A distinguished panel of analysts examines particular areas of U.S.-Soviet cooperation: crisis communications , trade, science, agriculture, environment protection, space and medicine. The authors analyze agreements that the United States and the Soviet Union have revolved in their mutual interest, agreements that all too often are overlooked in an atmosphere clouded by hostility and mutual distrust. What, they ask, has been the history of these agreements? Have they succeeded or failed? How might they best be sustained and enlarged?
Without minimizing the enormous dangers of ongoing strategic military competition, the contributors attempt to determine which sectors of U.S.-Soviet relations have yielded the most significant mutual benefits. They raise questions about where U.S. policy has gone wrong, where it has been effective, and how safe we are in forecasting the continuation of those cooperative relationships.
The results of a decade-long research study by the author, in The Undevelopment of Capitalism Rebecca Jean Emigh argues that the expansion of the Florentine economic market in the fifteenth century helped to undo the development of markets of other economies, especially the rural economy of Tuscany, paradoxically slowing down the economic development of northern Italy overall. This "undeveloping" process, as Emigh calls it, produced an advanced economy at the time of the late Middle Ages and early Renaissance, but created the conditions whereby much of this area of Europe delayed its full development into industrial capitalism by many ages, so that full-scale industrialization happened in other places first, leaving northern Italy behind.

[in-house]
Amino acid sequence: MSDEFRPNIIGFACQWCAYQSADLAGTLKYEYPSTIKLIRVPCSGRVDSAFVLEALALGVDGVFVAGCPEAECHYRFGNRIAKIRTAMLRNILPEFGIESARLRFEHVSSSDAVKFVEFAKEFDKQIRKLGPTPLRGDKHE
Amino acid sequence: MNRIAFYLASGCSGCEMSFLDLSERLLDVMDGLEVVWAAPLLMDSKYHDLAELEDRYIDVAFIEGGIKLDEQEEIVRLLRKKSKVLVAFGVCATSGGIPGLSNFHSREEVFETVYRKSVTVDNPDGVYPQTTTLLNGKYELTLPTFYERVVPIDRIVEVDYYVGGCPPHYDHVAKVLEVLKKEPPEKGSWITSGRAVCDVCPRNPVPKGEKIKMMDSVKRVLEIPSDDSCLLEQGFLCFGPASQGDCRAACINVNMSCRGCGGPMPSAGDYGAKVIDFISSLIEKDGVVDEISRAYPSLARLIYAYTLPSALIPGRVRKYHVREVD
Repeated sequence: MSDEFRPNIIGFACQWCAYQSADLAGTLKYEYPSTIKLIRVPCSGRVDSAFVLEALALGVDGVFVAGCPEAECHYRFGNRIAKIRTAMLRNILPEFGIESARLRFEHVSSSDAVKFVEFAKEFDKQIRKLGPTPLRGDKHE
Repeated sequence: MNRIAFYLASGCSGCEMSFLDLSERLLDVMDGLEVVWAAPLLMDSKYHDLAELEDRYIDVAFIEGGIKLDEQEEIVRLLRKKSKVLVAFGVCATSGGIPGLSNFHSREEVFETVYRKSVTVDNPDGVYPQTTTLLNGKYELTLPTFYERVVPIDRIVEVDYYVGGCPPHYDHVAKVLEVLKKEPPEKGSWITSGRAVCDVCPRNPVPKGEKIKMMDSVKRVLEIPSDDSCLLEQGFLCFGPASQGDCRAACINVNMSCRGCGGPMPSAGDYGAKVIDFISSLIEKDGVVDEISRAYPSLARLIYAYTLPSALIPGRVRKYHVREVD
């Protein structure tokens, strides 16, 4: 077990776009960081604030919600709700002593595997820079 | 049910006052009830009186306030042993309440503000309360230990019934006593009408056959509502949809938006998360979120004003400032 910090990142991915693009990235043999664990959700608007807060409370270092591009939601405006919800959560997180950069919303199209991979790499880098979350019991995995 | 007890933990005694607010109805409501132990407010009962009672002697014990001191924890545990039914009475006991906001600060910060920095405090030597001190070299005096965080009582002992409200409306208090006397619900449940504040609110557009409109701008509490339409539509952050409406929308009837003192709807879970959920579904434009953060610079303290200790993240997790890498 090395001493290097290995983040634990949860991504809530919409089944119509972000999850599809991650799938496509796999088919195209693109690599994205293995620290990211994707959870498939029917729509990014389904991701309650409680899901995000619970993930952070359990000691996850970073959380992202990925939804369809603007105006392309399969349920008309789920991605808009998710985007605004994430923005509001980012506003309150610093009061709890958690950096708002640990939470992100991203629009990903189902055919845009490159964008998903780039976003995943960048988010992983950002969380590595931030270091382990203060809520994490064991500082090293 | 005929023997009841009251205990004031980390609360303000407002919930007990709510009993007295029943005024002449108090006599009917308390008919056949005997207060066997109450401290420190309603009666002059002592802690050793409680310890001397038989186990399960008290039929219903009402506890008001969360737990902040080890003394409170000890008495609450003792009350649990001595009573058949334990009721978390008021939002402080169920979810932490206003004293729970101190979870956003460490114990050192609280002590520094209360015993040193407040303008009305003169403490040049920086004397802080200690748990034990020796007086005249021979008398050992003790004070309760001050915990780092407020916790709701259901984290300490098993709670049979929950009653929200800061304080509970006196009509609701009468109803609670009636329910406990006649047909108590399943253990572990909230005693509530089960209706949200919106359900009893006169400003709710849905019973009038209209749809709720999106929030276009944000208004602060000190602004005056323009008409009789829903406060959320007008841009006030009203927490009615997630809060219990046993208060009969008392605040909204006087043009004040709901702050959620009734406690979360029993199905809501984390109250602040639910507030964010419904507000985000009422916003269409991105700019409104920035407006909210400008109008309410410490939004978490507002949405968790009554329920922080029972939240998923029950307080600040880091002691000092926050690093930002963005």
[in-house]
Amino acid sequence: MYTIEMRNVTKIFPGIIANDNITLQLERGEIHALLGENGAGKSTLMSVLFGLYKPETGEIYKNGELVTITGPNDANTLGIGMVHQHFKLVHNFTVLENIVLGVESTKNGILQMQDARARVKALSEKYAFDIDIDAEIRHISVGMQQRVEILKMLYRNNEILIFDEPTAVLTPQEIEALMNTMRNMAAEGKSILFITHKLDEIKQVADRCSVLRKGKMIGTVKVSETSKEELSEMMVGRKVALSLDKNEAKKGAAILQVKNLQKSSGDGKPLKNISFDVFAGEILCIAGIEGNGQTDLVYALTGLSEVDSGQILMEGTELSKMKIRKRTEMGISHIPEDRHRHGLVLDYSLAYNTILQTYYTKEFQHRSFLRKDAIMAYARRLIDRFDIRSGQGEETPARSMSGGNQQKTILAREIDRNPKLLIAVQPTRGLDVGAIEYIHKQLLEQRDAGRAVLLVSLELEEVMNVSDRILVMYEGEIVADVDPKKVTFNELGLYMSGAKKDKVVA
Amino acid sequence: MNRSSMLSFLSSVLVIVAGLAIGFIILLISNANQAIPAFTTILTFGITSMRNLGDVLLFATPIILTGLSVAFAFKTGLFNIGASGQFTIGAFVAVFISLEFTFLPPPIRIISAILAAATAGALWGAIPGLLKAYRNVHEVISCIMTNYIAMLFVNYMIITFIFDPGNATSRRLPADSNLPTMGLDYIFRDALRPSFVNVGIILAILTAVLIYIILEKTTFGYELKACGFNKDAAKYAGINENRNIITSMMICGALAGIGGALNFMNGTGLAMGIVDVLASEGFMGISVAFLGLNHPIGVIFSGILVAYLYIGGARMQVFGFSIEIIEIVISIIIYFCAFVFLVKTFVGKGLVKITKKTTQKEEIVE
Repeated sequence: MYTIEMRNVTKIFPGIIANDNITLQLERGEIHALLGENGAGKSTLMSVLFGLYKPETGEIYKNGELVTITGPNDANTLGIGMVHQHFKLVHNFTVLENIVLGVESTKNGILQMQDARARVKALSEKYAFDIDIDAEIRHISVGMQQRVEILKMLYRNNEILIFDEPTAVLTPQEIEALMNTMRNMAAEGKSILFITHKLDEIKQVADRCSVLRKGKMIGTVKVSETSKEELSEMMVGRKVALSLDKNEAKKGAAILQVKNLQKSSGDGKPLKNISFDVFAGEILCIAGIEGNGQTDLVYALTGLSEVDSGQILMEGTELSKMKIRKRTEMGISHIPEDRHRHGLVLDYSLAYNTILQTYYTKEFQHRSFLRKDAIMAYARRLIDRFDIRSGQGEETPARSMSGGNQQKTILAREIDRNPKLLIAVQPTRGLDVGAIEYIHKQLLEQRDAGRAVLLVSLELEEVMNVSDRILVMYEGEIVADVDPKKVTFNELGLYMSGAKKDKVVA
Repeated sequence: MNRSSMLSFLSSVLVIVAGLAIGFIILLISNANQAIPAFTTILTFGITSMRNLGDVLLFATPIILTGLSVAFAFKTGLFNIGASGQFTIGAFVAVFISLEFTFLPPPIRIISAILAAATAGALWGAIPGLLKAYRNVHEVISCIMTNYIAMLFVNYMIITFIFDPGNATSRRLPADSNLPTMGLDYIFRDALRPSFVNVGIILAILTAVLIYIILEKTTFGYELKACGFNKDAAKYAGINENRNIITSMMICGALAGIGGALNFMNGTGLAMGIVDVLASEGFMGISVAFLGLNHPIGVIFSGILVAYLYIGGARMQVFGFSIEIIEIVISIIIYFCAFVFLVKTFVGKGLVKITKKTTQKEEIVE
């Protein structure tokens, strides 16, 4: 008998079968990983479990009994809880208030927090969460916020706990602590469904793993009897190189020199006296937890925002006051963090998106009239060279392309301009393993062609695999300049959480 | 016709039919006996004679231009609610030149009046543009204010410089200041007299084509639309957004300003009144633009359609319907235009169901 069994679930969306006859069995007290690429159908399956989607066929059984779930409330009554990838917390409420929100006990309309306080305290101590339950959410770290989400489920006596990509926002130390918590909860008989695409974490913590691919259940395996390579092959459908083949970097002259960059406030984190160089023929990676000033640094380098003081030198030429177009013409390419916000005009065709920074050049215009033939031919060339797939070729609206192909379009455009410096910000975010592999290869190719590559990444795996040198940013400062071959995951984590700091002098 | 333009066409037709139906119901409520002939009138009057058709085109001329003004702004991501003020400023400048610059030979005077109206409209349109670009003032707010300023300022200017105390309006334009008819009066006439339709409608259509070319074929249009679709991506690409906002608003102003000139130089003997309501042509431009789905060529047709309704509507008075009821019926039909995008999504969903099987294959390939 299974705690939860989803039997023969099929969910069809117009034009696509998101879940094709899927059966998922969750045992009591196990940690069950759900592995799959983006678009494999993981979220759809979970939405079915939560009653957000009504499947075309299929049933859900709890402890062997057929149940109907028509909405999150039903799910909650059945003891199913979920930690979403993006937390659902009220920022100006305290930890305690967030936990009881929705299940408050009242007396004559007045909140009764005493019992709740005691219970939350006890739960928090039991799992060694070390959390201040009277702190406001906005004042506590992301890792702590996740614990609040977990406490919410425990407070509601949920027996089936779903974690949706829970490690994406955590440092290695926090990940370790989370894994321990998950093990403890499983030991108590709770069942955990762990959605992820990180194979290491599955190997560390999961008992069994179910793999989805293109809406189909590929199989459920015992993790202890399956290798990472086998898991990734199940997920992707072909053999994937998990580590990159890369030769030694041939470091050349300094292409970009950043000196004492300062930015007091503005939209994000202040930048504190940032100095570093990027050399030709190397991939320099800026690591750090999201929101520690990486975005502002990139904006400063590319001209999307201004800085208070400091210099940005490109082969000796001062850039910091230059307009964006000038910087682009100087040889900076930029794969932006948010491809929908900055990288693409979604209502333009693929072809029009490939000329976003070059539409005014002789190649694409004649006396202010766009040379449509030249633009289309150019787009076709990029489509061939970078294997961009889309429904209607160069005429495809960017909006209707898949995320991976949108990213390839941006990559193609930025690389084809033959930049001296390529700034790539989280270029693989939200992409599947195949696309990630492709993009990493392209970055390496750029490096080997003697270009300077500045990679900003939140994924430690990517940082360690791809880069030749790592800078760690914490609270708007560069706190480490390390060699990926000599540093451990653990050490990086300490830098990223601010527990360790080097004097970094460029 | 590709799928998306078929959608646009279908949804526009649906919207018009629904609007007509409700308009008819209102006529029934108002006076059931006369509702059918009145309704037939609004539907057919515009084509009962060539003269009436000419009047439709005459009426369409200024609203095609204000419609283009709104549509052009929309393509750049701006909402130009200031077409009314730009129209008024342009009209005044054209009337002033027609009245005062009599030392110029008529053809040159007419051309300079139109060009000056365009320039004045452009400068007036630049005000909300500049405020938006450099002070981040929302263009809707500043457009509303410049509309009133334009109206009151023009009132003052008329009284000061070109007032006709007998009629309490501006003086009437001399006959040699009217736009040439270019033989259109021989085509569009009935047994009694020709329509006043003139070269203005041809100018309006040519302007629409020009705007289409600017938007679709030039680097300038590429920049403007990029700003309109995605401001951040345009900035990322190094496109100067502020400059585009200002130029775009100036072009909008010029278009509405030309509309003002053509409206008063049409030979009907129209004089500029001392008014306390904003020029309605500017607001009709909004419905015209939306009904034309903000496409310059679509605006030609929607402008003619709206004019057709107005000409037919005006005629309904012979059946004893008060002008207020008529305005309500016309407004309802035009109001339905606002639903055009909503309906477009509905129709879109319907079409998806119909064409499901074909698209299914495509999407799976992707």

As a lucid explanation of capitalism that turns back the clock even further on its birth, The Undevelopment of Capitalism makes a significant contribution to the studies of capitalism, historical sociology, and theories of markets as economic and cultural institutions.